96 [ Beza.]

97 [ Zanch. in loco.]

98 [ Vid. Hen. Steph. Thes. ad verb.]

99 [ Mr. Jo. Cotton’s Keys of the Kingdom of Heaven, chap. vii. in propos. 3, pages 44-46.]

100 [ See Mr. Cotton’s own words in chap. XIV. at the end, in the margin.]

101 [ See John Calvin, in 1 Cor. v. 4.]

102 [ Cameron, in Matt. xviii. 15.]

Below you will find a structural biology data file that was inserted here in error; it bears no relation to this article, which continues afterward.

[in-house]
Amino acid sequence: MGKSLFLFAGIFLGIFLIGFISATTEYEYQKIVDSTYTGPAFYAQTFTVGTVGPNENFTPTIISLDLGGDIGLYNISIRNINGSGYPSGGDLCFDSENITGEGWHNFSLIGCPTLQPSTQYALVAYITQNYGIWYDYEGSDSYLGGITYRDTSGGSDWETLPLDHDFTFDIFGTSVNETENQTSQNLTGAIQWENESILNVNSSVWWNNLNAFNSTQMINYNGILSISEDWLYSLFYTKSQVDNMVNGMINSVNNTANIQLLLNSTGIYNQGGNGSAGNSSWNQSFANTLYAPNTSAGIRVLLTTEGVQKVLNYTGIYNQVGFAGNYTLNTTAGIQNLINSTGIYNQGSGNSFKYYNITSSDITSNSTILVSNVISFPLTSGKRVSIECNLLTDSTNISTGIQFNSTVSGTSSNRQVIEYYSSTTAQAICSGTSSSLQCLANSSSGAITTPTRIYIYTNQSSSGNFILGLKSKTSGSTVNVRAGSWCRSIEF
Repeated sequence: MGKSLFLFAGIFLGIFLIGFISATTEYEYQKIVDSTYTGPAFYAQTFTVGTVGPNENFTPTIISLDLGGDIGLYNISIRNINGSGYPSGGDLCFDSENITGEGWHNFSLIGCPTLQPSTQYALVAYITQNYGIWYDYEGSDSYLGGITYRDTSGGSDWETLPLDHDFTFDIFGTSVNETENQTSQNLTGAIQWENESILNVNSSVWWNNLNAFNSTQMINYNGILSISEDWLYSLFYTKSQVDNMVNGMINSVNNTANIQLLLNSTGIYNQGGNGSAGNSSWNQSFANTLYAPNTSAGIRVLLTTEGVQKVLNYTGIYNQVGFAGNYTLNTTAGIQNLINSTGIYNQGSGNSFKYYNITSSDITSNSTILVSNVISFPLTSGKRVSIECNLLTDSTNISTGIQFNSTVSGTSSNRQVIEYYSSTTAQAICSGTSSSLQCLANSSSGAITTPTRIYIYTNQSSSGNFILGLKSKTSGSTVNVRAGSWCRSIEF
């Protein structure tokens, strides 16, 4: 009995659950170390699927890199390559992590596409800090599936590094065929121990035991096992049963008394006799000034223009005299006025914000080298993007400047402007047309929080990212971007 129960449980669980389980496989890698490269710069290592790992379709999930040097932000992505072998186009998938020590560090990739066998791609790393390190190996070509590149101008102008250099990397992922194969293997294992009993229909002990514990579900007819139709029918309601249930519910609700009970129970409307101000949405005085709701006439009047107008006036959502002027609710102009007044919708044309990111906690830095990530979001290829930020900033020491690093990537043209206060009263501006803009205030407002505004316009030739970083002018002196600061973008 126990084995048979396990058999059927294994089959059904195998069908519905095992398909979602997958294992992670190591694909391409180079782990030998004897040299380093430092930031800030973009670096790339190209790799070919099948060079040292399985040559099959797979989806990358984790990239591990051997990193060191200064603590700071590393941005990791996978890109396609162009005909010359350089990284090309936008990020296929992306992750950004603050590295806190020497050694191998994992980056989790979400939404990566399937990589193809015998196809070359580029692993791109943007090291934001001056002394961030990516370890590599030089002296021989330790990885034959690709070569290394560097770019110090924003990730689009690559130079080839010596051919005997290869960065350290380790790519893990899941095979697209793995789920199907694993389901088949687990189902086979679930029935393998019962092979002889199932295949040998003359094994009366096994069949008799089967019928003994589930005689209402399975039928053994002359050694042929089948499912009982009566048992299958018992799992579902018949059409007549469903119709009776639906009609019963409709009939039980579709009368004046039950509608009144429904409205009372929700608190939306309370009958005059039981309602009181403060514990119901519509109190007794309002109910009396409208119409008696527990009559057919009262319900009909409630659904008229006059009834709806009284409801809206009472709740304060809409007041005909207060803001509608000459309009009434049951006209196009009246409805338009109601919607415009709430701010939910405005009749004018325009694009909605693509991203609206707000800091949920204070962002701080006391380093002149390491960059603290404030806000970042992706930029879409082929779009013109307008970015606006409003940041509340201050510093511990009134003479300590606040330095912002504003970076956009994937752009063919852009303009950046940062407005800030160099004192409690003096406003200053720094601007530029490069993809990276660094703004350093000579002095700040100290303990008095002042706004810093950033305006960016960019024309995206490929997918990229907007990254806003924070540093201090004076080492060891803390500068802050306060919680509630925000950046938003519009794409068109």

103 [ Thus Mr. Bayne remarkably expounds this text, Matt. xviii., saying: Where first mark, that Christ doth presuppose the authority of every particular church taken indistinctly. For it is such a church as any brother offended may presently complain to. Therefore no universal, or provincial, or diocesan church gathered in a council. 2. It is not any particular church that he doth send all Christians to, for then all Christians in the world should come to one particular church, were it possible. He doth therefore presuppose indistinctly the very particular church where the brother offending and offended are members. And if they be not both of one church, the plaintiff must make his denunciation to the church where the defendant is. 3. As Christ doth speak it of any ordinary particular church indistinctly, so he doth by the name of church not understand essentially all the congregation. For then Christ should give not some, but all the members of the church to be governors of it. 4. Christ speaketh it of such a church to whom we may ordinarily and orderly complain; now this we cannot to the whole multitude. 5. This church he speaketh of then doth presuppose it, as the ordinary executioner of all discipline and censure. But the multitude have not this execution ordinary, as all but Morelius, and such democratical spirits, do affirm. And the reason ratifying the sentence of the church, doth show that often the number of it is but small, “For where two or three are gathered together in my name;” whereas the church or congregations essentially taken for teachers and people, are incomparably great. Neither doth Christ mean by church the chief pastor, who is virtually as the whole church.—Mr. Bayne’s Diocesan’s Trial.]